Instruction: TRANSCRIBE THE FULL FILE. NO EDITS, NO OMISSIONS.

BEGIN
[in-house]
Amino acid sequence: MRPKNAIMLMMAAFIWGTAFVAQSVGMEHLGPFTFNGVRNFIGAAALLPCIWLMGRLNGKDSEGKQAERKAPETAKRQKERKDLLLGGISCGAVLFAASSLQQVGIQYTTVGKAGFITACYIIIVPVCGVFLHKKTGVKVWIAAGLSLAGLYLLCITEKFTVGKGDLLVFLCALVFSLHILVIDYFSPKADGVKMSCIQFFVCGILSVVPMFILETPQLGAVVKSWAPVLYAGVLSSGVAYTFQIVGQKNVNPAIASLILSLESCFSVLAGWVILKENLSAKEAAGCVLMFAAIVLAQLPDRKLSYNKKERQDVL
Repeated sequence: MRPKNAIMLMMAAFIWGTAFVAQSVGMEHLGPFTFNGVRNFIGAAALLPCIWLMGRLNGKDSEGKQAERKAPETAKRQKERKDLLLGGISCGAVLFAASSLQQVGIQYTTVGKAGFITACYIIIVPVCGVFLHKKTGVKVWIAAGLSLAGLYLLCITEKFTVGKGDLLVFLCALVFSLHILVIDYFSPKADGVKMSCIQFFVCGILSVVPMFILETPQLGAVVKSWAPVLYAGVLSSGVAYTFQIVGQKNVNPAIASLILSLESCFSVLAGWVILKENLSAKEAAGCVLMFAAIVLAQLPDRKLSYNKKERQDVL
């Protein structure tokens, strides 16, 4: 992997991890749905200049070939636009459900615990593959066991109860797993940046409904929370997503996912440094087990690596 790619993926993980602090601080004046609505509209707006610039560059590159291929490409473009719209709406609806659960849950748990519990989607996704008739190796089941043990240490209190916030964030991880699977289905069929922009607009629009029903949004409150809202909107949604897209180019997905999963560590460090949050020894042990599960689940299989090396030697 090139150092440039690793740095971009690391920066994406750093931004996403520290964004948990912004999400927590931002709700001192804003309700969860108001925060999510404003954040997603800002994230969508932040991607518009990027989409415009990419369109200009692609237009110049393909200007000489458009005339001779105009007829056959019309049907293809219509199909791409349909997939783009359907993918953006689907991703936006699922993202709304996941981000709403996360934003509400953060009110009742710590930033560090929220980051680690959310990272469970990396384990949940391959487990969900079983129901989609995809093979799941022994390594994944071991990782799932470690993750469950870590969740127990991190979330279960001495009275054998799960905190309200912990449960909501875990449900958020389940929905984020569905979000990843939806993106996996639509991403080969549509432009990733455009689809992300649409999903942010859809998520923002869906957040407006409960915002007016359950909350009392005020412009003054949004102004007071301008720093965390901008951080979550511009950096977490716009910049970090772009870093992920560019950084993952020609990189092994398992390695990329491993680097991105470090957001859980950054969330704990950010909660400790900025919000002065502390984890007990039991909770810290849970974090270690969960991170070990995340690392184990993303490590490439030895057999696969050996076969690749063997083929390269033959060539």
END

[in-house]
Amino acid sequence: MRPKNAIMLMMAAFIWGTAFVAQSVGMEHLGPFTFNGVRNFIGAAALLPCIWLMGRLNGKDSEGKQAERKAPETAKRQKERKDLLLGGISCGAVLFAASSLQQVGIQYTTVGKAGFITACYIIIVPVCGVFLHKKTGVKVWIAAGLSLAGLYLLCITEKFTVGKGDLLVFLCALVFSLHILVIDYFSPKADGVKMSCIQFFVCGILSVVPMFILETPQLGAVVKSWAPVLYAGVLSSGVAYTFQIVGQKNVNPAIASLILSLESCFSVLAGWVILKENLSAKEAAGCVLMFAAIVLAQLPDRKLSYNKKERQDVL
Repeated sequence: MRPKNAIMLMMAAFIWGTAFVAQSVGMEHLGPFTFNGVRNFIGAAALLPCIWLMGRLNGKDSEGKQAERKAPETAKRQKERKDLLLGGISCGAVLFAASSLQQVGIQYTTVGKAGFITACYIIIVPVCGVFLHKKTGVKVWIAAGLSLAGLYLLCITEKFTVGKGDLLVFLCALVFSLHILVIDYFSPKADGVKMSCIQFFVCGILSVVPMFILETPQLGAVVKSWAPVLYAGVLSSGVAYTFQIVGQKNVNPAIASLILSLESCFSVLAGWVILKENLSAKEAAGCVLMFAAIVLAQLPDRKLSYNKKERQDVL
């Protein structure tokens, strides 16, 4: 992997991890749905200049070939636009459900615990593959066991109860797993940046409904929370997503996912440094087990690596 790619993926993980602090601080004046609505509209707006610039560059590159291929490409473009719209709406609806659960849950748990519990989607996704008739190796089941043990240490209190916030964030991880699977289905069929922009607009629009029903949004409150809202909107949604897209180019997905999963560590460090949050020894042990599960689940299989090396030697 090139150092440039690793740095971009690391920066994406750093931004996403520290964004948990912004999400927590931002709700001192804003309700969860108001925060999510404003954040997603800002994230969508932040991607518009990027989409415009990419369109200009692609237009110049393909200007000489458009005339001779105009007829056959019309049907293809219509199909791409349909997939783009359907993918953006689907991703936006699922993202709304996941981000709403996360934003509400953060009110009742710590930033560090929220980051680690959310990272469970990396384990949940391959487990969900079983129901989609995809093979799941022994390594994944071991990782799932470690993750469950870590969740127990991190979330279960001495009275054998799960905190309200912990449960909501875990449900958020389940929905984020569905979000990843939806993106996996639509991403080969549509432009990733455009689809992300649409999903942010859809998520923002869906957040407006409960915002007016359950909350009392005020412009003054949004102004007071301008720093965390901008951080979550511009950096977490716009910049970090772009870093992920560019950084993952020609990189092994398992390695990329491993680097991105470090957001859980950054969330704990950010909660400790900025919000002065502390984890007990039991909770810290849970974090270690969960991170070990995340690392184990993303490590490439030895057999696969050996076969690749063997083929390269033959060539």